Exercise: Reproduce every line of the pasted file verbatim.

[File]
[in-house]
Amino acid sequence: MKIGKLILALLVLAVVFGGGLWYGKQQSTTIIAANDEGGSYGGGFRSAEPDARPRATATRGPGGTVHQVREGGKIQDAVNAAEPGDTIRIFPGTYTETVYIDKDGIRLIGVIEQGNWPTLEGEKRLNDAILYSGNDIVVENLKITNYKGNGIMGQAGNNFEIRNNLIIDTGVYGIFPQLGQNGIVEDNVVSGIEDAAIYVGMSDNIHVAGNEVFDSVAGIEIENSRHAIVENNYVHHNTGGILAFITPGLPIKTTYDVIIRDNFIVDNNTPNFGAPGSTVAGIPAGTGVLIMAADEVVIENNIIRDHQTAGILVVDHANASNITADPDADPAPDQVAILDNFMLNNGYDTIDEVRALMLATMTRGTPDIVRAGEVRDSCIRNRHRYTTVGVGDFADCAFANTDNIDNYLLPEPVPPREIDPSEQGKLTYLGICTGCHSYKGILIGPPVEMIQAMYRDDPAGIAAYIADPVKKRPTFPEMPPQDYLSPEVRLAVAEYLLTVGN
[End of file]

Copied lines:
[in-house]
Amino acid sequence: MKIGKLILALLVLAVVFGGGLWYGKQQSTTIIAANDEGGSYGGGFRSAEPDARPRATATRGPGGTVHQVREGGKIQDAVNAAEPGDTIRIFPGTYTETVYIDKDGIRLIGVIEQGNWPTLEGEKRLNDAILYSGNDIVVENLKITNYKGNGIMGQAGNNFEIRNNLIIDTGVYGIFPQLGQNGIVEDNVVSGIEDAAIYVGMSDNIHVAGNEVFDSVAGIEIENSRHAIVENNYVHHNTGGILAFITPGLPIKTTYDVIIRDNFIVDNNTPNFGAPGSTVAGIPAGTGVLIMAADEVVIENNIIRDHQTAGILVVDHANASNITADPDADPAPDQVAILDNFMLNNGYDTIDEVRALMLATMTRGTPDIVRAGEVRDSCIRNRHRYTTVGVGDFADCAFANTDNIDNYLLPEPVPPREIDPSEQGKLTYLGICTGCHSYKGILIGPPVEMIQAMYRDDPAGIAAYIADPVKKRPTFPEMPPQDYLSPEVRLAVAEYLLTVGN